Scrap metal heap grows

Cayman’s supposed gold mine of scrap metal looks more like a pile of junk.

Two years after Government announced it would sell the scrap metal for more than $1 million, the pile is still at the George Town Landfill and growing every day.

A third attempt to sell the scrap metal is set to start at a time when scrap commodity prices have bottomed out.

In the latest twist to the long-running scrap metal saga, the second round of tendering for the scrap metal fell through with no contract being awarded.

That failed attempt came after Matrix International Ltd. failed to carry out its end of the bargain after offering government $1.25 million for the scrap metal in 2007. Matrix removed only some of the scrap metal and only ended up paying government $310,000 before being barred from the landfill site.

Minster of Infrastructure Arden McLean maintained the scrap metal left at the landfill was still worth a significant amount when he announced the removal contract would be re-tendered last June.

But with world commodity prices falling, the metal at Mount Trashmore may soon be just a worthless pile of junk.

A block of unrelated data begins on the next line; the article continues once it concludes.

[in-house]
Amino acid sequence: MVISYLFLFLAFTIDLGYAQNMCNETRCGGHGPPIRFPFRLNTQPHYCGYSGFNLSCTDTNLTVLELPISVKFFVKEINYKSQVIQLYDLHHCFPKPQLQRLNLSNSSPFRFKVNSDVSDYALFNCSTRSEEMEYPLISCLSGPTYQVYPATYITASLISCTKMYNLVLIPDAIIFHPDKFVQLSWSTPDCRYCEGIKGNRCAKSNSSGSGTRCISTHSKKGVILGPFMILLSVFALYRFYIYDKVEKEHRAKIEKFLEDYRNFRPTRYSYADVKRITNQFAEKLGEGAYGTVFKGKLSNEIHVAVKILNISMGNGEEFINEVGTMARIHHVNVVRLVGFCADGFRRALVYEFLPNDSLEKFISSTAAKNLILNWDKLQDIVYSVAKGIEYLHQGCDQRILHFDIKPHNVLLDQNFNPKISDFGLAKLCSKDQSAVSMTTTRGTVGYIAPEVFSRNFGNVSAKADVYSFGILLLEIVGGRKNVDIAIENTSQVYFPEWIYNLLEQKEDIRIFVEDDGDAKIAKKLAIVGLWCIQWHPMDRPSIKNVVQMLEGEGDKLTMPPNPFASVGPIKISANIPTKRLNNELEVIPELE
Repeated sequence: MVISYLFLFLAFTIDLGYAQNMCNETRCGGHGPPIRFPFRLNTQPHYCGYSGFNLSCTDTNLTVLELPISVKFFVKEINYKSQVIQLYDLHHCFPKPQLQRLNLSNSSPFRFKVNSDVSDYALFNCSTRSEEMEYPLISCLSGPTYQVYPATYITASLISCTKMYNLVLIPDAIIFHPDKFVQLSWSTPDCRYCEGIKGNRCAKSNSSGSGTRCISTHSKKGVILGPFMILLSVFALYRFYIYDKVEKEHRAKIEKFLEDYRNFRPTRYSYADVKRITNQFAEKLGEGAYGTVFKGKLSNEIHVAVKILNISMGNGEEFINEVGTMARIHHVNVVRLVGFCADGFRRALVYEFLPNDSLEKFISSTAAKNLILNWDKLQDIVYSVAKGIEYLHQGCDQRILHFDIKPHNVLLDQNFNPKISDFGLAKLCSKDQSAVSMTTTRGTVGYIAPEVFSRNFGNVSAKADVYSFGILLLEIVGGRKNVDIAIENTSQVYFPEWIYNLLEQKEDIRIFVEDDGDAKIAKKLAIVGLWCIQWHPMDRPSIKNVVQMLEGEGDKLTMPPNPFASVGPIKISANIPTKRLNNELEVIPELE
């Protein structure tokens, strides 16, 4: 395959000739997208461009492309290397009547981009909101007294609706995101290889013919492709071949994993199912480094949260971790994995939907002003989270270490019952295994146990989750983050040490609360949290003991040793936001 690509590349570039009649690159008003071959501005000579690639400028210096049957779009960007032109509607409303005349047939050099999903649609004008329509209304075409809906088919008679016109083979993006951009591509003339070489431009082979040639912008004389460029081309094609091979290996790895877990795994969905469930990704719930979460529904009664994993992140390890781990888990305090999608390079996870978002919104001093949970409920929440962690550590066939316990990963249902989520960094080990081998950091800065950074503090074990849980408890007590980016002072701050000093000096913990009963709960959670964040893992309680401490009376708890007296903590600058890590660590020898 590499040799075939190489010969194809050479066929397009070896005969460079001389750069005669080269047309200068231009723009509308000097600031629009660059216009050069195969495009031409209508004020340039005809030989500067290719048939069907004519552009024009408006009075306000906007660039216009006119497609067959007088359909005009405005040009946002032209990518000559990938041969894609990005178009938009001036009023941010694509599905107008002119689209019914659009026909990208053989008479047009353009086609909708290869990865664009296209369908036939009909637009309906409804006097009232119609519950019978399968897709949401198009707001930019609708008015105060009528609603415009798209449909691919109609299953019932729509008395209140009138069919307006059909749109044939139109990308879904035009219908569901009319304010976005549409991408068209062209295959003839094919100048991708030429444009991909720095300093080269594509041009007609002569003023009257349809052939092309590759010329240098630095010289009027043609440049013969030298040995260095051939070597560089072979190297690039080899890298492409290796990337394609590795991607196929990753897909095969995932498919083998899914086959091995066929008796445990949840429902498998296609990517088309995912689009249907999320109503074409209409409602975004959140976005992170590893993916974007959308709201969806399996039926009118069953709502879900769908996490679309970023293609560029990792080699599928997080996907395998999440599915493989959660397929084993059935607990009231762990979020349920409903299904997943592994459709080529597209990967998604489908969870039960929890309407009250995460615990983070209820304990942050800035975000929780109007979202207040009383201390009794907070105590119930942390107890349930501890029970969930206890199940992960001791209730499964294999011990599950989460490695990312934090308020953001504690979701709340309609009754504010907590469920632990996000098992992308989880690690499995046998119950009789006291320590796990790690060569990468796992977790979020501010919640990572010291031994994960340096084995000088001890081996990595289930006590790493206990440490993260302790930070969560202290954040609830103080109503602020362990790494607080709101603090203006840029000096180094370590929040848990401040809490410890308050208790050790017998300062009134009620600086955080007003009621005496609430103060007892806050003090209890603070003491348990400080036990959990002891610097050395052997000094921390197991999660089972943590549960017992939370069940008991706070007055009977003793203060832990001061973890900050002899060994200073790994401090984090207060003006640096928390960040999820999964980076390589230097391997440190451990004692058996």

Since last summer, the market price for both aluminium and copper has fallen though the floor. Just a few weeks ago, aluminium prices hit a five-year low. Copper has plunged more than 60 per cent since hitting a record high last July.

According to the Central Tenders Committee, the second round of tendering for the metal fell through in July 2008, after local recyclers failed to provide the proper documentation.

However, one bidder said he did not think it was for lack of completed documents that caused the halt to the last bidding.

James Moore, owner of the business known as National Recycling Centre, insists he submitted all the required documents and thinks the bidding was halted because of the changing fortunes of world commodity prices.

Department of Environmental Health Director, Roydell Carter, whose agency helped evaluate the tenders, said a new round of bidding on the metal is due to begin in the next few weeks.

‘We are in the process of putting it out to tender in the next week because we want to get this metal off island as quick as possible,’ he said.

As part of a regular routine to reduce the metal to be processed, Mr. Carter said the metal is being bailed at the landfill. This helps reduce the material from flying around and causing damage during a hurricane, he said.

According to Mr. Carter there is a lot of scrap metal, covering several acres and it is growing each day.

Beyond extracting a few dollars on the metal, there was a second important reason for inviting tenders to remove the metal in the first place – the threat it could pose in hurricane season.

Minister McLean had wanted to get all the scrap metal off the island before 2007. Cayman had two major scares last year with Hurricanes Gustav and Paloma. Whether the metal will finally leave the landfill before the start of this coming hurricane season is unknown.